Breaking Bread

I have just been reading about Joyce Maynard’s pie parties.  Her very personal story about her relationship with her mother, and how she lived through several difficult life transitions by baking has unearthed a treasured passion I have concealed.  Despite my denials, I love to cook or bake or more specifically break bread in the communion of family and friends. Joyce does not mention that she is a therapist or that she uses her pie parties to help others heal, rather I see this as an emerging  and resonate theme.  She came to throw these parties in remembrance of her mother.  She describes a natural progression of deep sharing that occurs after making the pies to  enjoying the pies with friends in a party format.  She notes that to truly learn to bake a good pie you must stand “at the elbow of someone who knows.”  

It is the sharing and faith aspects of her story that draw me out of my self and into her story.  My interest in community, family, healing, and the power of breaking bread together seems so eloquently crystallized in her story.  Maybe it is the “party” aspect that is so important.  Nevertheless, I am motivated to ask my grandmother to allow me to be at her elbow while she makes her sweet potatoe pies that I love and everyone in my family treasures.  I am not so much interested in just how to make them, because recipes do not differ much.  It’s the little nuanced touch of baking with care that makes them so wonderful and the history of how her pies have always brought the family together.

My passion for shared meals also comes from the many mornings I spent with my father  watching his “strawberry disasters,” quiche experiments, and attempts to perfect fried green tomatoes.  He played with biscuit dough, used the left over dough for cinnamon rolls; and he is most loved for his individualized attention when creating our huge waffle breakfasts.  When my father’s dad was still with us, we would convince him to come spend time with us with the promise of a big waffle breakfast, in particular a cracker like waffle just for him.  Meals, as we refer to them, were and are very important and special in my house.  Friends would drop whatever they were doing to come over if they heard my dad was grilling.  At these “meals,” we ate together, prayed together, talked and laughed together.  With more than five of us all crammed around one small table in the kitchen - family, friends, and cats included.  Although we now may gather in a different kitchen and perhaps it is my brother behind the waffle iron; it is the same communion.  We still laugh, pray, talk, and eat together.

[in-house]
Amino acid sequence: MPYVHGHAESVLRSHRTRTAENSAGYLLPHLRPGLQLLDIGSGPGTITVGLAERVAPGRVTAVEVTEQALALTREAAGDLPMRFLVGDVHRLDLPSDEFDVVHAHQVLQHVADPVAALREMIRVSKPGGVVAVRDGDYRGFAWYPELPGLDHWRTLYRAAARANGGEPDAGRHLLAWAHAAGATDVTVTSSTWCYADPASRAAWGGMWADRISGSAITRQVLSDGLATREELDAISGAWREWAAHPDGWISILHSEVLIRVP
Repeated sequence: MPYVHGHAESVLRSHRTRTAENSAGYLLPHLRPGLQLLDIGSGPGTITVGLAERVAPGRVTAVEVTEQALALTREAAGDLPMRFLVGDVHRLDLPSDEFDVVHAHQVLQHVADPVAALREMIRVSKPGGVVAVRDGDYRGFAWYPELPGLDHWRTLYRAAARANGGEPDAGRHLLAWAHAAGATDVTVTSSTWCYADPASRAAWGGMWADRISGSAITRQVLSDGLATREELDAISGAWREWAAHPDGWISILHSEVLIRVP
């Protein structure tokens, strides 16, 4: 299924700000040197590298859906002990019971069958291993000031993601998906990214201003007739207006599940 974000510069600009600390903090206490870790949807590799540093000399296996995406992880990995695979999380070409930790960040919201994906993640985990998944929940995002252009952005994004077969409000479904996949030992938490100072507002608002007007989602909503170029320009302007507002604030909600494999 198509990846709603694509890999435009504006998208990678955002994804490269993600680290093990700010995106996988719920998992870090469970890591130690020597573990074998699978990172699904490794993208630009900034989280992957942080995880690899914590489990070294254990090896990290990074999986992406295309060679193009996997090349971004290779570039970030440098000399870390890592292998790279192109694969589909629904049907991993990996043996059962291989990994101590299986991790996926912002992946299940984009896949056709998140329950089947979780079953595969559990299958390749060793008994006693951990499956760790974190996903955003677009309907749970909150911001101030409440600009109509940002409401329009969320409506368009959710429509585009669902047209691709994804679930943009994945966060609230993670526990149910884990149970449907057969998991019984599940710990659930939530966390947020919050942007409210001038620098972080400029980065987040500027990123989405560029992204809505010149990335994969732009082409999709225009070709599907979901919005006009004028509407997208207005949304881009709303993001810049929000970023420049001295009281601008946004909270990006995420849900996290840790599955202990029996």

I would not say that big things got talked about over the dinner table, instead a kind of touching base happened in a ritual of comfort.  More might be revealed in the opening prayer than any other time.  As we prayed together, first thanking God for what we were to receive, thanking for the hands that created the meal, and then asking for that which we needed- safe travel, peace, and blessings for the world.  
 
One of the things I have noticed, when you look at strong families or communities, is their comminttment to coming together.  Why not come together for a meal?  Be it a meal, music, art, family, faith - we needed to come together.  In the coming together, deeper things can be  addressed, celebrated and resolved.